Friday, January 30, 2009

Digital Learning and Museums

One evening last summer while driving home from work I heard an interview with Maryanne Wolf, director of Tufts University’s Center for Reading and Language research. The subject of the show was how digital learning interfaces are affecting and/or changing the way we process information and even how our brains are hardwired.

In Wolf’s recent book, Proust and the Squid: The Story and Science of the Reading Brain, she starts by exploring how humans invented, taught and learned language over the past 5000 years. She then examines how individual children acquire and master spoken and written language. Finally she looks at what happens in the brains of children and adults who struggle to acquire language skills.

The radio story got me thinking about the potentially profound implications that Wolf’s work has for communication in museum experiences. How will museum designers, planners, curators and educators anticipate and accommodate the changing needs of this emerging digital generation? This topic seemed like a natural for a panel presentation at the 2009 American Association of Museums conference April 30 – May 4 in Philadelphia. So I called some friends and we put a session together.

The Emerging Digital Museum session will be held on Sunday, May 3rd at 2:00pm. Our presenters include:

Eric Mauriello, Partner/Chief Strategy Officer

Carolyn Brown, Co-Founder and Co-Director
Iowa Language and Literacy Institute

Mira Cohen, Director of Education
Ronald Reagan Presidential Library and Museum

Barbara Lombardo, Partner, Americas Learning Solutions Leader
IBM Global Business Services

Martin Storksdieck, Director of Project Development
Institute for Learning Innovation

This blog in intended to spark a pre-conference dialog about this rich topic.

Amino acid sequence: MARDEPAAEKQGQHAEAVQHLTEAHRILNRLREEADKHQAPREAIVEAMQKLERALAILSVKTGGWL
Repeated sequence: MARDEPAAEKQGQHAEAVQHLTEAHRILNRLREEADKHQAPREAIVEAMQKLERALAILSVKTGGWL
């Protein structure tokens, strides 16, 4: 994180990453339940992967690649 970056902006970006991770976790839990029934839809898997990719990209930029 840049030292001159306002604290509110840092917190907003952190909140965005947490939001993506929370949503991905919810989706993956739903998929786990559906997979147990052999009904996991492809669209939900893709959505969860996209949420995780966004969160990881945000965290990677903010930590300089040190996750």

1 comment:

  1. In Proust and the Squid, Wolf examines the goals of reading and how they have affected human brains though time. On page 17, she quotes Proust

    “We feel quite truly that our wisdom begins where that of the author ends, and we would like to have him give us answers, while all he can do is give us desires. And these desires he can arouse in us only by making us contemplate the supreme beauty which the last effort of his art has permitted him to reach. But by…a law which perhaps signifies that we can receive the truth from nobody, and that we must create it ourselves, that which is the end of their wisdom appears to us but the beginning of ours.”

    This quote appears to be stating that the goal of reading, while solitary, is to allow the reader to synthesize ideas and information to create their own thoughts and intellectual experiences.

    I then wonder about the purpose of reading digitally. In his online paper “Content vs. Practice” on gaming, Dan White of Filament Games (an educational gaming company) discusses the goals of the educational games Filament creates by stating:

    1) We aim to make games that teach practices (i.e. engineering) first and content (i.e. equations) second.

    2) Gameplay should not be divorced from practice. If you’re playing a history game, for example, the gameplay should teach the skills that historians value.

    It is clear that the digital text and surrounding experiences are created with very specific learning objectives in mind. While the experience of the game is task driven, the ultimate goal is to teach both content and higher order thinking skills within context. At the same time, while participants are required to read, they are synthesizing text and images in order to engage in tasks. In this way, the “reader” participating in the game creates their own experience guided by the game design.

    Do digital experiences, then, create another layer and opportunity for reading or chip away at the more individual and artistic experience of reading?